Monzen-nakacho has always been a mystery to me. At least twice a week, I pass by this place on my way to school and going home. I sometimes get off at this station to change from Tozail Line to Oedo Line. But for some reason, I not really seen Monzen-nakacho outside its station. So to address my curiosity, I asked my husband to explore Monzen-nakacho last Sunday afternoon. The weather was nice and the sky was bright that day. So instead of taking the train, we decided to use our bikes going there. From our home, we rode along the big road parallel to the tracks of Tozai Line. It took us around 45 minutes until we reached our destination.
Monzen-nakacho: What to See Just Outside the Station
Since we followed the Tozai Line tracks, we also ended up near Monzen-nakacho station. Along the main road were typical commercial buildings and residential mansions (medium and high-rise residential buildings). But as we tried to cross to the other side, a small bar located at the opposite corner caught my attention.
The facade of the building is very traditional with a signage of a tiger figure. Later have I known that it is one of the good places for gyoza and beer. This is a definite must-try and the reason for me to go back to this place again.
Just a few block away from the station is a big shrine called Tomioka Hachimangu. It is acknowledged as biggest shrine dedicated to Hachiman in Tokyo. Hachiman is the Shinto god of war. Unfortunately we arrived late for the flea market. The vendors were already cleaning up when we got there.
Near the entrance is a small building with huge glass window. Inside is the shrine’s mikoshi or portable shrine. It is one of the shrine’s prides not only because of its size. This 4-ton portable shrine is decorated with diamonds, rubies, and sapphires that cost a fortune.
After mesmerizing with the intricate and expensive design of the mikoshi, we continued walking towards the main hall. I first went to the administration office to get my stamp. Then we went to the main hall to see the altar. At that time, there was a ceremony inside so we did not stay long. According to my Japanese friend, this shrine is mostly visited for the sichi-go-sai (7-5-3) ceremony. This ceremony is to offer prayers and ask for guidance and blessings for children turning 7, 5, and 3 years old.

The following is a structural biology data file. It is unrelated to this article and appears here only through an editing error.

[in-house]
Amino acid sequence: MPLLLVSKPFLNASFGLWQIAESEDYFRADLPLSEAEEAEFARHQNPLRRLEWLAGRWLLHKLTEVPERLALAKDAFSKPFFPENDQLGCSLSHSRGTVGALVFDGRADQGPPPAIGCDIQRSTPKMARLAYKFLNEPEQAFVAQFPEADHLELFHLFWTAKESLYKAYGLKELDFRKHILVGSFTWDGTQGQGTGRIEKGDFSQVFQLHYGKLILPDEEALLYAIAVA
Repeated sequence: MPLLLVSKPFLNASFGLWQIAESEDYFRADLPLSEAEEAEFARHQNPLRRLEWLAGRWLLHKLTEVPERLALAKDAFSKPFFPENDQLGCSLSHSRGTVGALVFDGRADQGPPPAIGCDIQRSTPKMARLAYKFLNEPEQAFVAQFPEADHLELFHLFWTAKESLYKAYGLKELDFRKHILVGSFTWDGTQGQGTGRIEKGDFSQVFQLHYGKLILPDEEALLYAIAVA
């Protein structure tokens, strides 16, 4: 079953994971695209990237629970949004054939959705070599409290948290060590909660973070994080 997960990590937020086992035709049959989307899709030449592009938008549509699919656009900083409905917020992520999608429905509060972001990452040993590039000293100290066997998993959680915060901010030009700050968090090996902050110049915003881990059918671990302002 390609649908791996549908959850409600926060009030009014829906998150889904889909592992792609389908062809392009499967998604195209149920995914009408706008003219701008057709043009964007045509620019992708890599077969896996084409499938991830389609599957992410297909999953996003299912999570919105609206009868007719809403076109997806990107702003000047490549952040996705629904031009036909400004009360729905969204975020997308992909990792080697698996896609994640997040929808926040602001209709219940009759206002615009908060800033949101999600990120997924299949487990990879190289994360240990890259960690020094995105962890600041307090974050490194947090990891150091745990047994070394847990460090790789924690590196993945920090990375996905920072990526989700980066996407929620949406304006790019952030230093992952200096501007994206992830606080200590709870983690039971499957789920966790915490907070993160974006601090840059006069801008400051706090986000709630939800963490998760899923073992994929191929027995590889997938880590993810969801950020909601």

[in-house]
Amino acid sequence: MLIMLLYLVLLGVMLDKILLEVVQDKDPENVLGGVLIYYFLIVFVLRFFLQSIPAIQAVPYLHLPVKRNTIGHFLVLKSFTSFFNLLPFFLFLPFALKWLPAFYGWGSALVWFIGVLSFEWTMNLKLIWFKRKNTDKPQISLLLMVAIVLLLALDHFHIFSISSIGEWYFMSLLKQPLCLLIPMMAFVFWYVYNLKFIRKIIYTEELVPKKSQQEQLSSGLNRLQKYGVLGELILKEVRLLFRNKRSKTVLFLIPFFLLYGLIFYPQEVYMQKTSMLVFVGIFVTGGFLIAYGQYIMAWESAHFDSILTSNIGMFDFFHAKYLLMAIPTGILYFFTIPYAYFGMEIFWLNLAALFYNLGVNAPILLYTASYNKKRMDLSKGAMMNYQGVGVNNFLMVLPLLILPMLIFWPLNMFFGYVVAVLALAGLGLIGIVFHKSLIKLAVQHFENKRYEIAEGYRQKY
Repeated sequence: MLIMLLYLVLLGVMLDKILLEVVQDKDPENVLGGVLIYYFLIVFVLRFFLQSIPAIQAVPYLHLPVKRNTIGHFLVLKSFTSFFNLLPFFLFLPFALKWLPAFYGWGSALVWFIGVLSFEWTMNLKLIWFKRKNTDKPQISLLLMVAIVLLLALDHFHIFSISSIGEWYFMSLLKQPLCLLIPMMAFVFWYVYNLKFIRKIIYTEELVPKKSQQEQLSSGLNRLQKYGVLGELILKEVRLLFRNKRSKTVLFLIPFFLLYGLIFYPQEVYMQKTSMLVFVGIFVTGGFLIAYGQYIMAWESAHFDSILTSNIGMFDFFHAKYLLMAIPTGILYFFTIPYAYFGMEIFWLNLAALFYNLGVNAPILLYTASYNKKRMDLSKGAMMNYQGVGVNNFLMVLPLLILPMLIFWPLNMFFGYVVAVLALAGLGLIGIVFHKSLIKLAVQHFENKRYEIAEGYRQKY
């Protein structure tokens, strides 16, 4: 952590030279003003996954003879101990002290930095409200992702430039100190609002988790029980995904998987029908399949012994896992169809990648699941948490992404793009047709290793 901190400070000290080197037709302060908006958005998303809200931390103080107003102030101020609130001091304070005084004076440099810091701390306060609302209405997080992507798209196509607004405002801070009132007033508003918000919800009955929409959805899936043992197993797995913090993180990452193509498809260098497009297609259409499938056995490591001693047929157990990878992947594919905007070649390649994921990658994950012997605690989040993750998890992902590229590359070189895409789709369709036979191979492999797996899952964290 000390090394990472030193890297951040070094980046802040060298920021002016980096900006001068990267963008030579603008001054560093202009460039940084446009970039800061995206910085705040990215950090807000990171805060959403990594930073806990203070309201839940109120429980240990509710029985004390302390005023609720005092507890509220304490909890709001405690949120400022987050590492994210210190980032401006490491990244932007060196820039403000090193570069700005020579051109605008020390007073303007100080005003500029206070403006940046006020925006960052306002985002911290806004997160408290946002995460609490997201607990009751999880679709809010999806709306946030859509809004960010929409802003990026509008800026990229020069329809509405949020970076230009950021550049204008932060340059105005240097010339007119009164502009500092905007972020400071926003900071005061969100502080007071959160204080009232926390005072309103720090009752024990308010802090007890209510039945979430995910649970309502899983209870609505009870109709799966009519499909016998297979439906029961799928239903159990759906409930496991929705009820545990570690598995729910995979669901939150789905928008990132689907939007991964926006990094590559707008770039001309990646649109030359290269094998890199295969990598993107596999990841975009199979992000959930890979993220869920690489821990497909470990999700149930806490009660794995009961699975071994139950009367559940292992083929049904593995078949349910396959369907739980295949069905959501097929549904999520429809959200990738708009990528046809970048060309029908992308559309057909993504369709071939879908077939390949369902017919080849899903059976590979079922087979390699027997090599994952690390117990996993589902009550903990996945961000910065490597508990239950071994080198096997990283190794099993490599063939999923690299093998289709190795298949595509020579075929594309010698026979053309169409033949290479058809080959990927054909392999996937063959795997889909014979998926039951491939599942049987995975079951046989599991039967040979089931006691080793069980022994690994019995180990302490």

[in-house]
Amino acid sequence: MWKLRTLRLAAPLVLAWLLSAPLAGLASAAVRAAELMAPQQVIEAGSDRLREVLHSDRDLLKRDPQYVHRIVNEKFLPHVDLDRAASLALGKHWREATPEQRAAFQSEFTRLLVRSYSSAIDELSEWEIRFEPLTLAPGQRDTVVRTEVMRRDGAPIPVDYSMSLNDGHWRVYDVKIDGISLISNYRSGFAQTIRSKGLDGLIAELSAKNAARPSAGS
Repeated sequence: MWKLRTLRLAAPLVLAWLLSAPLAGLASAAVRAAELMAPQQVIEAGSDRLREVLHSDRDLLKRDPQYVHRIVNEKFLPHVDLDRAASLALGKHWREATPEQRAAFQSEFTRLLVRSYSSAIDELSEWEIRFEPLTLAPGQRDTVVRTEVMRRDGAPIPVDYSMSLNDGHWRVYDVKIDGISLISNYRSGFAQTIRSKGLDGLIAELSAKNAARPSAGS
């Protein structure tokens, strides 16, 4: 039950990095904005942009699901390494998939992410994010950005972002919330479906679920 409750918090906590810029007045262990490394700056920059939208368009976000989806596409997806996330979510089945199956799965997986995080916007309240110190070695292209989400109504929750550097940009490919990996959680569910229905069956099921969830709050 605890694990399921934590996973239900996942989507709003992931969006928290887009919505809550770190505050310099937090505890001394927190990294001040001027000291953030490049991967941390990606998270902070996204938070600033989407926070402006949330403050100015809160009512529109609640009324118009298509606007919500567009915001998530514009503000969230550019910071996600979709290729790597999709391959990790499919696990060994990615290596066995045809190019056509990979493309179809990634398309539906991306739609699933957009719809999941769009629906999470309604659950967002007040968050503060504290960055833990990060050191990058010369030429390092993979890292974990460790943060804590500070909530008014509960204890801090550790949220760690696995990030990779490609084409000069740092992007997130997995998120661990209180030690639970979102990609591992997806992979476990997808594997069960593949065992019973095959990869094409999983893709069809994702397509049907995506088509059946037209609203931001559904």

From the main hall, we walked to the inner parts of the shrine ground to see its small garden. A stone monument composed of big boulders welcomed us. The boulders have some writings and pictures of sumo wrestlers on it. I learned that this shrine also served as the site of sumo tournaments in 1684 which lasted for a century before they moved to Ryogoku in 1971. The shrine no longer hosts the said tournaments but they maintain close ties to sumo.
Beside the monument is small pathway which lead us to a beautiful garden. Walking around felt like we discovered a hidden haven. The bright red bridges and tori-i complement the pond and the plants in the area.
The Small Brick Roads of Monzen-nakacho
Instead of returning to the main entrance, we walked towards the side exit of Hachimangu Shrine going to Fukugawa Fudoson, a Buddhist Temple. It is fascinating to see and feel the serenity of the place despite its location. This shrine is built right beside the major highways. The temple is known as the traffic temple where people with new cars or off for long travels go to pray for road safety.
The main temple is a wooden structure which is considered as the oldest of its kind in Koto. Inside, there is a big Buddha statue that welcomes its visitors. People can explore the different altars inside but cannot take pictures. Outside, modern facilities blend well with the traditional environment of the temple.
In front of the temple is a short brick road leading to the main road. Along this brick road are sweet shops, cafes, restaurants, and izakayas for people to enjoy after visiting the temple.
On Our Way Back Home
It was nearly 5:00 pm and was almost dark when we finished. We wanted to go to a nearby garden however it was already closed when we checked. Hence, we decided to go back home. Instead of using the same big road, we agreed to bike along the inner smaller roads. We first crossed a beautiful river planted with sakura trees on both sides. Another reason to return and see it in spring. And not far from it is a waterpark. Curious of what we can see, we drove our bikes across the park to get to the parallel road.
We continued to bike along the smaller roads until we reached Kiba Park. It was already nearly 6:00 pm but the park is still alive and full of people. We biked around the park for a few minutes and then decided to head back to the main road for home.